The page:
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  • Writer's pictureTia Louise Reilly

Malachi Prison Ministry: Returning Hearts Celebration

The Returning Hearts Celebration Team -- July 9, 2016 at Najayo

Giving away toys from Cedarville to prisoners in Dominican Republic

As one of our teammates said in a prayer this morning, today's activity was the "centerpiece" of our time here in the Dominican Republic. Today was the Returning Hearts Celebration event--an all-day carnival type activity provided for inmates who have gone through the Malachi Dad's and the Authentic Man Bible study programs. These programs have been in place in eight different prisons here in the Dominican Republic--overseen by William Gomez from Project Manaña (a ministry founded here in the DR by Brian Bermen in 2010).

AWANA Lifeline uses Malachi Dads in prisons in the US and has been hosting Returning Hearts Celebrations several times a year for around 6 years now (I need to fact check that number). However, this celebration is the first to occur outside of the United States. Many of our team today have worked in previous state-side events as such, but in a different culture, in a foreign land, with a different language--none of the variables are likely to be familiar.

We had prayed for great weather--and we had a sunny, hot day--with an occasional cloud in the sky, but they were welcome. We had prayed for good health--and we had no injuries or other concerns at all. We had prayed for a time for the fathers to spend with their children on a fun, social level as well as later in the day with some spiritual emphasis. Without having listened in on the conversations, that last aspect is hard to measure, but perhaps we will get some information later.

Watching the children enter the walled-in baseball field and be announced over the loud speaker so that fathers could come forward--this was an emotional picture. I watched many kids look out toward the group of inmates and spot their father with a smile, or sometimes a huge grin. Often we watched kids run across the short grassy area as their father came forward with arms wide open to receive them. And then other times, the children hung back with expressionless faces and never a smile. Not every father-child relationship had been good . . . or recent . . . or even existed at all.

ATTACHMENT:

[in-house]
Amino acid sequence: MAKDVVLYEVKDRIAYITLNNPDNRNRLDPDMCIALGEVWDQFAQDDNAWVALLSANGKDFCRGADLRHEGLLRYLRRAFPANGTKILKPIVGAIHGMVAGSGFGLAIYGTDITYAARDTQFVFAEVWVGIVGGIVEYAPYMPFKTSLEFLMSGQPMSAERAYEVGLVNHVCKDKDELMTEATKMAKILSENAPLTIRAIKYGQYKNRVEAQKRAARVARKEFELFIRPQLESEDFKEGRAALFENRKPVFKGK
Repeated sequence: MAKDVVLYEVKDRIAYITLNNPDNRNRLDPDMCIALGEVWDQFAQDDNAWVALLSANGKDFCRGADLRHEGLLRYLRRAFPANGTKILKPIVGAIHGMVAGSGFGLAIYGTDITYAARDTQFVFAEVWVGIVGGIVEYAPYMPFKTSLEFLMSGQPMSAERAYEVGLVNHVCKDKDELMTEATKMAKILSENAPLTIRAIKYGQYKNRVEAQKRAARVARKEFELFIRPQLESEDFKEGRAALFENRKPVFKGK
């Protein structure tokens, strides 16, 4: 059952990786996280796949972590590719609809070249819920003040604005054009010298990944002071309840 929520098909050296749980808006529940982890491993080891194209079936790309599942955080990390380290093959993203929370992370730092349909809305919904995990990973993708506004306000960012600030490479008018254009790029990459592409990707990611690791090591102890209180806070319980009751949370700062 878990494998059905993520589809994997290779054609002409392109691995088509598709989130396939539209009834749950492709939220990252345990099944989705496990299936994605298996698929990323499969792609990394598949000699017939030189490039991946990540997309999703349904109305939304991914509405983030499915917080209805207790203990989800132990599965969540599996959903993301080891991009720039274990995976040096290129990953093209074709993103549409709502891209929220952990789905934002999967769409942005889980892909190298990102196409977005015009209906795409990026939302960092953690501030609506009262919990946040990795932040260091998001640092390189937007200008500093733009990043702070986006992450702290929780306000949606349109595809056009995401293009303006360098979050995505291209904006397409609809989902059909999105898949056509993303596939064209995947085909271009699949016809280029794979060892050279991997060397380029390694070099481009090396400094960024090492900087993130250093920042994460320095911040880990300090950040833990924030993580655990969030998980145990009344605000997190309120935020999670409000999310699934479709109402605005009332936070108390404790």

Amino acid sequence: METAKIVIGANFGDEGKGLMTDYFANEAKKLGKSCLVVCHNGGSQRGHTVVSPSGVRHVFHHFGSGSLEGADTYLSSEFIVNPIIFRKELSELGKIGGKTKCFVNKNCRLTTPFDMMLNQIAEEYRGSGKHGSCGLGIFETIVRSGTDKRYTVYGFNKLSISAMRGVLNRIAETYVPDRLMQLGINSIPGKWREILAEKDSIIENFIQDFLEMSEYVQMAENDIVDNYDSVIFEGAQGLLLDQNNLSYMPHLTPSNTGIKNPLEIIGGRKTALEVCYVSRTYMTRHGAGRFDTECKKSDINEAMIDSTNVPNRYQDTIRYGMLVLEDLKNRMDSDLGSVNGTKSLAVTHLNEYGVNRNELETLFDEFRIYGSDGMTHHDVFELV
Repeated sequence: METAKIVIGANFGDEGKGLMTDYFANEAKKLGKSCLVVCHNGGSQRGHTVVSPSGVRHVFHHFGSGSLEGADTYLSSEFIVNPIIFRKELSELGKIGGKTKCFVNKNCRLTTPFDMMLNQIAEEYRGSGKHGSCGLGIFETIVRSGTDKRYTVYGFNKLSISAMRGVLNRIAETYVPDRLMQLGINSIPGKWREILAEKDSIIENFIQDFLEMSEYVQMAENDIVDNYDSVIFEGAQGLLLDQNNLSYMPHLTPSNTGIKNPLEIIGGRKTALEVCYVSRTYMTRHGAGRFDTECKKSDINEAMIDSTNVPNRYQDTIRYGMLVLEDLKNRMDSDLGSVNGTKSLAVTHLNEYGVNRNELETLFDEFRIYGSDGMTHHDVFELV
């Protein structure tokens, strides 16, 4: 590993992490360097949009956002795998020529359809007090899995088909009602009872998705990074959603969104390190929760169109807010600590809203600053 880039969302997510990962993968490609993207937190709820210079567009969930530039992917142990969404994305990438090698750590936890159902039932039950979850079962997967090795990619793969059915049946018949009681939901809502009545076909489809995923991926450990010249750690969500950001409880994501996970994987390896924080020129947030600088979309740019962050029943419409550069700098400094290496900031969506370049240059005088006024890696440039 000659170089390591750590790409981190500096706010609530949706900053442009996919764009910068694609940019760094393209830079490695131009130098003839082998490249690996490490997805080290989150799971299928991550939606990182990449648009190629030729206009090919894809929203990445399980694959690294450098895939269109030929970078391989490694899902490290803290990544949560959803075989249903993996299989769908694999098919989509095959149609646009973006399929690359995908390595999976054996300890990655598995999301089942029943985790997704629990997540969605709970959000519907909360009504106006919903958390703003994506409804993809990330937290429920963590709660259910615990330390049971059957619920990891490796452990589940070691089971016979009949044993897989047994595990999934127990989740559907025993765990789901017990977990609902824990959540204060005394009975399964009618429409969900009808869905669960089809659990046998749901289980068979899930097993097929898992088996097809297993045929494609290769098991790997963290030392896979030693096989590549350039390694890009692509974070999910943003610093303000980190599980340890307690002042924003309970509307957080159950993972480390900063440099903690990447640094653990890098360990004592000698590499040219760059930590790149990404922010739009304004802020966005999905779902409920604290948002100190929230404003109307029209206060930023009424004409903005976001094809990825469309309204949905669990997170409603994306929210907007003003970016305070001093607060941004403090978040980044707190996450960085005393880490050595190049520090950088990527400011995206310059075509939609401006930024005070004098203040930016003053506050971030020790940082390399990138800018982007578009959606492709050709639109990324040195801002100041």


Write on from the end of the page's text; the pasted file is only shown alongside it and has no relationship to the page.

One father met his six-month old baby child for the first time. The mother had died in childbirth. Two small children--a little boy and girl, both under age three by appearances--never did have a father come forward. However, two of our team members took them under their wings, and later, an inmate whose children could not come "adopted" them for the day.

Throughout the baseball field were stationed one bouncy-house and two inflatable slides. Stations for liquid refreshment and food and medical care were also available for use. A stage stood strong over first base and was the location for live music, inmate performances, three clown performers who encouraged all with their games and antics, and at the end of the day, the stage hosted several speeches of gratitude, recognition, spiritual encouragement and brief invitation.

Kevin helped Pam Miller and others with the registration of the children when they arrived at the prison with their guardians. Mostly wives and mothers and grandmothers, the guardians were cared for by other members of our team who ran a time of crafts and testimony.

One of our team members shared her story of her ex-husband, the father of her children, and the importance of bringing Christ to prisoners who still have that role of father even though they may be locked away.

My role--as I mentioned in my previous post--was to assist the professional AWANA Lifeline photographer, John, with creating a historical record--"the story"--of the event. His hired assignment was to create a video so he had asked me to help with still shots. That was a joy. I wish I could have heard more of the conversations held between children and fathers, but the faces showed plenty. Another joy for both me and Kevin were the many opportunities to communicate with inmates and children in Spanish. We were also happy to help several times with translating.

Our team witnessed over and over the gratitude of the wardens, the head of security, the officials (even one from the Dominican Republic Attorney General's office), and the prisoners. Many prisoners--whose children were not there that day--helped with the activity as well.

Shortly after lunch, the guardians (mothers, grandmothers, etc.) were able to come into the ball field with the rest of us and spend time with their children and the prisoners. At the very end, those in charge of the event--including William Gomez, Brian Berman and Mike Broyles--shared words of encouragement and Biblical admonitions. Before departure, the inmates were instructed to spend ten minutes of prayer or spiritual leadership with their children. These are the conversations I really wish we could have been part of, but God will be the One who knows best how deeply planted these seeds of God's Word have embedded.

Words with son

I really appreciate Mike Broyles words (translated as they were) as he prompted the fathers to learn to lead and have the spiritual courage to do so. For this we have to continue to pray.

Distributing balloons

Even clowns can understand the heartache.

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